Camouflage Warfare Kukri (Ultimate)
a kukri knife used in combat to camouflage from enemies' eye; a dependent warfare knife..
Camouflage Warfare kukri (Ultimate); Hide n Strike; a knife to victory
This kukri knife is named so due to its unique feature in which it's sheath is camouflaged to hide the knife within the body. Here the Nepal Army's official camouflage fabric is used for effective result. The blade is done unpolished (matt) for rough use. This compliments the sheath and also the overall purpose of the kukri knife. A loop is fixed in the tip of the sheath to hold the knife firmly in the user’s thigh to prevent any wobbling while in motion. This comes as an added feature since mobility and accessibility becomes very crucial in any warfare activities.
All these special characteristics in both >> 1) the SHEATH, to hide away from enemy’s vision and get mould with the terrain in the best possible way 2) the BLADE, handmade for rough hard usage, have helped it stand out amongst it's siblings.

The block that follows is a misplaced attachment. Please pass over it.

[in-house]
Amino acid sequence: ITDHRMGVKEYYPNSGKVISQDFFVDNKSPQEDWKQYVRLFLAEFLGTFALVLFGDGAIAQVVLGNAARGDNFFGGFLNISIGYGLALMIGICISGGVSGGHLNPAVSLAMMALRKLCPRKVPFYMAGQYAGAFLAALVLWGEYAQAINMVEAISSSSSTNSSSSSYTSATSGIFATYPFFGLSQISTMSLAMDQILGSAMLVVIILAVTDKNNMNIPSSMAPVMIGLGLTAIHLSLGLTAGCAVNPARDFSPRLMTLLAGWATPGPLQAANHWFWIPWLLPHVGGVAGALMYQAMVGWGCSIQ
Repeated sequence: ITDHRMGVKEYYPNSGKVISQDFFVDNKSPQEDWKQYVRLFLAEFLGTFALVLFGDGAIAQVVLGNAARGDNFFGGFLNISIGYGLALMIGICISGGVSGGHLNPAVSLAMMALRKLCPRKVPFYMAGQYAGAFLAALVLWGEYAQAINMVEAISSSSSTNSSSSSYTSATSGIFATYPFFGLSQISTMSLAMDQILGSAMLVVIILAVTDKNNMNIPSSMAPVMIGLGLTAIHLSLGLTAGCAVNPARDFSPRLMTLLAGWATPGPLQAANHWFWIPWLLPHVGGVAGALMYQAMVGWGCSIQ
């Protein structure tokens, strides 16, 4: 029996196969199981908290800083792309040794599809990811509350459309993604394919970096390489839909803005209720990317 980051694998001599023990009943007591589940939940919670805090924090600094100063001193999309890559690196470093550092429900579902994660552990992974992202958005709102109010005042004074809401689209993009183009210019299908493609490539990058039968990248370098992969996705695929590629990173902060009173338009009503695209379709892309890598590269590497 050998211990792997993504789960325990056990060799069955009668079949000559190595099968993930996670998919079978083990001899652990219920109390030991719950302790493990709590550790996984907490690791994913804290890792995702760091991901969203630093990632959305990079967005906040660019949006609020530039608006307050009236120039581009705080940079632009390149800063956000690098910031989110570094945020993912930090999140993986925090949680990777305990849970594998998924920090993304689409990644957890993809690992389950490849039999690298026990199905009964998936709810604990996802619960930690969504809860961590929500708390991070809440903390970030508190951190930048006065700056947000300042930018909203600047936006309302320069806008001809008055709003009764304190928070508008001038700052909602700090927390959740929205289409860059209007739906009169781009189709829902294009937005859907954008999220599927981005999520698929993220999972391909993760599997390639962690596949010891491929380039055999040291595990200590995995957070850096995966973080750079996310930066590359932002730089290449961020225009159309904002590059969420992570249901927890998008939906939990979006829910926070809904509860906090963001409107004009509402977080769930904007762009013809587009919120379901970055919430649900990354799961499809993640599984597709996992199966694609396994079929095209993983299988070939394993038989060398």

It is often carried by Gurkha soldiers during exercise and training as an optional knife (the no.2 kukri knife). They would either carry "Camouflage Warfare kukri" or sometimes camouflage their personal service no.2 by a jungle-look type fabric. Its equally important as a combat-battle knife in hand to hand warfare situations. It is also famous with jungle, trekkers, hunters and safari goers.
It is a typical unpolished all-purpose utility knife that is also used as a domestic tool in Nepal. Although the whole knife has (blade+handle+brass fixtures) full unpolished finishing the surface is very smooth and well balanced. The kukri blade is very durable as it skips the long machinery process. This maintains the original heat treatment making the edge very tough. Unlike other traditional kukris, the two small knives (Karda and Chakmak) are completely discarded.
Size of blade: 10 inch approx.
Materials / Features: Water buffalo leather scabbard, Nepal Army official camouflage fabric, brown Indian rosewood handle
Origin: KHHI, Kathmandu, Nepal